Vincent A Saulys' Blog
The Pareto Principle Makes no Sense with Language Learning
Tags: languages
July 22, 2021

When learning languages, its sometimes argued that you should on only the top 1000 or so words. That's because most common spoken language really only uses these words. If you focus all your time on just these top words, you'll get to conversational level which will be hugely motivating for getting to the upper levels of learning a language.

I'm not sure this actually words in practice though. The pareto principle is principally applied to cause-and-effect scenarios: how can I do 80% of the word with only 20% of the effort? Vocabulary is a big more nuanced than that.

Why doesn't it work?

For one, the top 1000 or so words is not always a list you can find. I'm currently trying to learn Lithuanian -- if I go duckduckgoing for "top 1000 words lithuanian" I'll get links like this.

This list is not very good.

Take the word bũti: this is the very used "to be." It needs to be conjugated for future tense, present tense, past tense when the action complete (past simple), when the action is not complete or redundant (past complex), and a host of other use cases. It's total conjugation table is daunting for a native english speaker such as myself:

table for bũti

The top 1000 list radically takes only a few forms of it: buvo (he/she/they were), yra (he/she/they are), and bũti (to be, infinitive).

bũti examples from list

Is it redundant to include all the conjugated forms? Perhaps its lacking to only include one form?

Similar to this, and piggy-backing off "Latin by the Dowling Method", not knowing grammar will mean you can't deconstruct the sentences. You're trying to brute force memorize a bunch of random sounds and letter combinations as opposed to learning the language.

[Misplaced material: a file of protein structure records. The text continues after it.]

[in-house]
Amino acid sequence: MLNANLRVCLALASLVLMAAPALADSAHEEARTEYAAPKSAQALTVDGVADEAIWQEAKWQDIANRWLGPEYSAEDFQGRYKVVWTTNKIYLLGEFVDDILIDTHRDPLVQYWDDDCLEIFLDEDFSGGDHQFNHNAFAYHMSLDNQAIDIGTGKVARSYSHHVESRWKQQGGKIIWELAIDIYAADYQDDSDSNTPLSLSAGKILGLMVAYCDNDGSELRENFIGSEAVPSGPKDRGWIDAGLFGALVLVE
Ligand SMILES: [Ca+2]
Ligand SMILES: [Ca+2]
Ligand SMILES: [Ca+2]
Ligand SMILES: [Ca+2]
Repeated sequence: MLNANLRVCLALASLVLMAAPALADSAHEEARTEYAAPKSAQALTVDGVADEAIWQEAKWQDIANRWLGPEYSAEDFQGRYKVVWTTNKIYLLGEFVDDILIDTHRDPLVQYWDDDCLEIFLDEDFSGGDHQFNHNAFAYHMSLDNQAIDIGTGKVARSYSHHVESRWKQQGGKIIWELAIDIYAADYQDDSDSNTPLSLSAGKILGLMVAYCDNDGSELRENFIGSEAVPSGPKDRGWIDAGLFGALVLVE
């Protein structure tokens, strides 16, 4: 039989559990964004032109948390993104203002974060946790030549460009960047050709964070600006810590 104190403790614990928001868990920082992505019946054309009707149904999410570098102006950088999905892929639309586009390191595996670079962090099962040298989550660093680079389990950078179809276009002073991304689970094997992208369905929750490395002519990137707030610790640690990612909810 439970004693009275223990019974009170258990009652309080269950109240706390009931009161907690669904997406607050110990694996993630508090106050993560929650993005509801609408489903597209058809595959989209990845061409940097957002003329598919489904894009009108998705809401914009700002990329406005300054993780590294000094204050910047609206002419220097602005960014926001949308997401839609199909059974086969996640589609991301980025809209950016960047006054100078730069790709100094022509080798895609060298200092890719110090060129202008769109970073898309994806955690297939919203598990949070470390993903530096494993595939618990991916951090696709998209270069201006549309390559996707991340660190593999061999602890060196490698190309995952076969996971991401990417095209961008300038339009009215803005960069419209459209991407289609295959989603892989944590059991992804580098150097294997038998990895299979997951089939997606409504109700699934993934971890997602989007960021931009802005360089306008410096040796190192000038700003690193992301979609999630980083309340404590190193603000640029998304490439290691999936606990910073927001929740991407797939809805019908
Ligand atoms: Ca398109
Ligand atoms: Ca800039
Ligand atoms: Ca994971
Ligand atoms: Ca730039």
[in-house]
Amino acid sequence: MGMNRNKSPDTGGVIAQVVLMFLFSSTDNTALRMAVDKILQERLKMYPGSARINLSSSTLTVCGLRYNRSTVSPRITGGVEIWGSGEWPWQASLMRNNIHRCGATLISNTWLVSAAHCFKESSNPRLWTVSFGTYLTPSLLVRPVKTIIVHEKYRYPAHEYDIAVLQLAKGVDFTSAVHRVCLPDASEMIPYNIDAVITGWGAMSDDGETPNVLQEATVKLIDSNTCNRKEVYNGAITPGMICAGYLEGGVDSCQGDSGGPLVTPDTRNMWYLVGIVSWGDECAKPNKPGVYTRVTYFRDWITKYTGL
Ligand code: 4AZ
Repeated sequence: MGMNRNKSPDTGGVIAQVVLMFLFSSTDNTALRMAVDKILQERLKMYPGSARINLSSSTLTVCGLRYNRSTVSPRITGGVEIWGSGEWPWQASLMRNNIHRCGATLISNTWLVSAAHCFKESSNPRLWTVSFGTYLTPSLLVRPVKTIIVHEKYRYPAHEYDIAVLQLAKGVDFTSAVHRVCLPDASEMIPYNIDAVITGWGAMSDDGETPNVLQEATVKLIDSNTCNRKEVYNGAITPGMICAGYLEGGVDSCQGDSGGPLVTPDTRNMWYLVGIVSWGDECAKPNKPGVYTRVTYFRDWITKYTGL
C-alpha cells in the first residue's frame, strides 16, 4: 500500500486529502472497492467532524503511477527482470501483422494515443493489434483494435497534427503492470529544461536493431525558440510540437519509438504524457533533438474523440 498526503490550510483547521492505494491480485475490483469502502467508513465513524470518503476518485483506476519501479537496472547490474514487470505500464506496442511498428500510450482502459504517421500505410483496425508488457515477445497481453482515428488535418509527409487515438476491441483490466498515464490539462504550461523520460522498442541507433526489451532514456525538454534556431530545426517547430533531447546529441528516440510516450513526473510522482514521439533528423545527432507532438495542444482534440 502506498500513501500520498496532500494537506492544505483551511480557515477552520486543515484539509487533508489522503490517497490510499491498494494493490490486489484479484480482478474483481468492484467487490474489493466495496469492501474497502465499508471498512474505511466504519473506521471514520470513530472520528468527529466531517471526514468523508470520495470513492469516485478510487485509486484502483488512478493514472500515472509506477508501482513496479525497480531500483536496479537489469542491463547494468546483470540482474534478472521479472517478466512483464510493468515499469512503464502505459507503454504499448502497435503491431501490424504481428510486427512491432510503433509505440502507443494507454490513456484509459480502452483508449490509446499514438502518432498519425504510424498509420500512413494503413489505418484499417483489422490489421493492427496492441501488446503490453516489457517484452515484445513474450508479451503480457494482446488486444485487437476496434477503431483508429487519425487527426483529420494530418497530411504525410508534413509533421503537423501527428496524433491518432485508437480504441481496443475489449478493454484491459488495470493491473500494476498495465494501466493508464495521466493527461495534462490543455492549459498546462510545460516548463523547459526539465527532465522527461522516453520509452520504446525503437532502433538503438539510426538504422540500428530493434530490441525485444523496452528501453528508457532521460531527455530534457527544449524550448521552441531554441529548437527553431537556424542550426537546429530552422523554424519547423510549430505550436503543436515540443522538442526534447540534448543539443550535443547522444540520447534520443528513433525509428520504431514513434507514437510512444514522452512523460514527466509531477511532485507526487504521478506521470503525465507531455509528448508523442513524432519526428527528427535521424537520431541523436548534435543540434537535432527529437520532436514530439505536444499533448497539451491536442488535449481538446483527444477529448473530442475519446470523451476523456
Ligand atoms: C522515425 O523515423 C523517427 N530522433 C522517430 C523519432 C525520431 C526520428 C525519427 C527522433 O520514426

That's because languages are a way of thinking. You need to get to the point where you can reflexively pick out the function of a particular noun or verb in a given sentence.

That is easy for Spanish, which has a strong word order of subject-verb-predicate for most sentences with few exceptions. Balto-Slavic languages have relatively free word order where the ending of a word dictates its place. If you manage to memorize all those words, you'll be struggling to figure out sentence meanings because of the relatively free word order.

And that's if you manage to memorize all of them. Not knowing the context or place of words makes remembering them much harder. Some places will argue that you can use some mnemonics but that takes you out of thinking in the language and instead remembering them using your native language. This is no good.

What does it work?

Focus on trying to talk and write with a complete sense of grammar and a small vocabulary. As you struggle to explain exactly what you want, you'll learn how to mime, gesture, and say it with a more simple vocab. This will help reinforce grammar and get you thinking in the foreign language. After a while, you'll come up with your own list of vocabulary to use.

And to get that high level, you may need to brute force the grammar. I've been doing this lately with my Lithuanian and, everyday, rewrite most of the grammatical charts for noun declinations and verb conjugations. Lithuanian is a particularly complicated language and this will likely be much easier for a language like Spanish whose grammar is closer to English (unless you're learning Tibetan or Georgian).

If your curious about other thoughts on language learning for native english speakers, you can see my post on it here.

Share On:
DiasporaTwitterFacebookLinkedInHackerNewsEmailReddit